Ten years after the first survey on the housing needs of South Asians in New York City, another Chhaya Community Development Corporation survey has found the situation no better.
'With the community's rapid growth during the most difficult economic period our country has faced in decades, South Asians are living in severely overcrowded housing conditions, are at high-risk of displacement, and face great barriers to achieving economic growth,' notes the report.
'South Asians are faced with many obstacles as regards housing, including language barriers, discrimination, and limited access to services and health care. Like many other new immigrants they encounter grave challenges to economic mobility too.'
The survey also found the overall financial situation of South Asians dismal.
"The stereotype of South Asians is often one of the wealthy Wall Street employee or physician," said Seema Agnani, executive director, Chhaya CDC.
"However, our findings show that only 8 per cent of South Asians work in professional and technical fields. Instead, many with college degrees work as taxi drivers, hotel workers or retail staff."
NYC's South Asians increased from 113,857 in 1990 to an estimated 294,925 in 2010, a growth rate of more than 159 per cent. The Bangladeshi community grew by 973 per cent over the past two decades, while Pakistanis increased by nearly 75 per cent. Indians grew by 13 per cent.
Half of the surveyed renters did not have leases for their apartments, a disturbing trend that leaves tenants vulnerable to displacement, particularly in apartments that are not rent-regulated.
Many of these residents (41 per cent) paid rent in cash and, although in 2001 nearly all those who paid in cash received a payment receipt, most renters paying in cash in 2010 (60 per cent) did not.
Rent hardship was an issue for 16 per cent that had to borrow money to cover rent.
According to New York City's Housing and Vacancy Survey, 66.4 per cent of South Asians were renters in 2008. They face a number of issues, including severe overcrowding, high rental costs, lack of leases, and a prevalence of cash transactions that leave no documentation that rent has been paid.
The findings highlighted the need for new approaches to housing and the need for in-language information on tenant rights. One recommendation was to legalise basement units for renting, wherever possible.
"When we carried out the survey," said Anjali Chaudhry, lead organiser, Chhaya CDC, "We found that 35 per cent had basement apartments that could be converted safely to legal dwellings for extended family or much needed additional income. This is a viable option of creating more affordable rental housing whose time has come."
A 2008 Chhaya study of 446 homes in the Jackson Heights and Briarwood-Jamaica sections of Queens found 82 per cent had basement units, 35 per cent of which could potentially be brought up to code and legalized. Many homeowners surveyed also expressed frustration with the inability to legally rent out units in their homes to supplement income and create affordable housing in the community.
Currently, about 100,000 people live in unauthorised basements facing problems including safety risk. Legalisation will bring more money to the city and also more accountability.
'We recommend making it possible to bring these units up to code to ensure protections for tenants and owners. By creating an Accessory Dwelling Unit Code, homeowners would benefit from supplemental income and higher property values, and the community would see an increase in affordable rental housing,' the report noted.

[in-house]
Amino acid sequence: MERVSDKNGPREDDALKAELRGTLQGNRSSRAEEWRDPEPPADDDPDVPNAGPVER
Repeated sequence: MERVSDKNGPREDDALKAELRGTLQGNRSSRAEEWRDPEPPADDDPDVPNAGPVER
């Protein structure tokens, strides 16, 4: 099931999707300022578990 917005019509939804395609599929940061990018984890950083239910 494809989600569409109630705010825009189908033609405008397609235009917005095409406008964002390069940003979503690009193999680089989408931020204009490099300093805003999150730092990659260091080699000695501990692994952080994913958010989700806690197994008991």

Another recommendation was to allow multiple family members on a mortgage. If one member loses the job, others can still pay the mortgage.
According to the HVS, 37 per cent of South Asians live in rent-stabilized units and almost none live in public housing.
The HVS found that 37.5 per cent of apartments had one-two problems and 18.2 per cent reported three or more. Problems included inadequate or no heating, neighbourhood safety, lack of leases, and discrimination by landlords.
As Queens neighbourhoods like Sunnyside and Jackson Heights confront gentrification, illegal rent increases are commonplace. As a result, many are forced to either leave their communities for the Bronx or Brooklyn or live in more crowded conditions.
The survey found that 65 per cent of renters live with more than one person per bedroom and most households had three or more people living together, indicating widespread overcrowding.
Additionally, many South Asian families living in overcrowded conditions live in illegally converted units. These conversions generally involve modifying a one- or two-family home by constructing an additional unit in the basement or attic.
In 2009, South Asians made up 65 per cent of owners in foreclosure in the Briarwood/Jamaica Hills area and 56 per cent in South Ozone Park. Fifty-eight per cent of owners did not show proof of income when purchasing their home -- the majority of which occurred in the past decade.
More people in this category foreclosed their homes.
Homeownership in the US has been a primary strategy of asset building and financial security for individuals and families, and a goal for many immigrants. Thirty per cent of those surveyed owned their homes and the majority (69 per cent), indicated that they purchased their homes within the last decade.
Over a third (37 per cent) of those new buyers purchased in the last five years, meaning they likely bought homes that were losing value during the housing downturn that began in 2006. South Asian homeowners are also at extremely high risk of default due to the proliferation of subprime products
The survey included those with ancestry from Afghanistan, Bangladesh, Bhutan, India, Nepal, Pakistan, Sri Lanka, Tibet, and the Maldives, as well as Diaspora populations from places such as the Caribbean, South America, and Africa.